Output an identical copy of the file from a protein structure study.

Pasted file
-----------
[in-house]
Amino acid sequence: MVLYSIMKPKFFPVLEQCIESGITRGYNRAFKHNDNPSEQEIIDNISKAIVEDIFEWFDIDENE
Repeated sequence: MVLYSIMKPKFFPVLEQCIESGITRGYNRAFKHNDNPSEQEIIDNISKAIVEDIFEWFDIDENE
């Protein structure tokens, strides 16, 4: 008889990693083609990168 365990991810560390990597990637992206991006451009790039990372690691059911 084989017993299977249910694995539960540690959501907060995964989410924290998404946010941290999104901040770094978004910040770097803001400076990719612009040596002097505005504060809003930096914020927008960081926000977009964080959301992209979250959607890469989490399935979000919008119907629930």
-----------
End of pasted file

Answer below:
[in-house]
Amino acid sequence: MVLYSIMKPKFFPVLEQCIESGITRGYNRAFKHNDNPSEQEIIDNISKAIVEDIFEWFDIDENE
Repeated sequence: MVLYSIMKPKFFPVLEQCIESGITRGYNRAFKHNDNPSEQEIIDNISKAIVEDIFEWFDIDENE
């Protein structure tokens, strides 16, 4: 008889990693083609990168 365990991810560390990597990637992206991006451009790039990372690691059911 084989017993299977249910694995539960540690959501907060995964989410924290998404946010941290999104901040770094978004910040770097803001400076990719612009040596002097505005504060809003930096914020927008960081926000977009964080959301992209979250959607890469989490399935979000919008119907629930």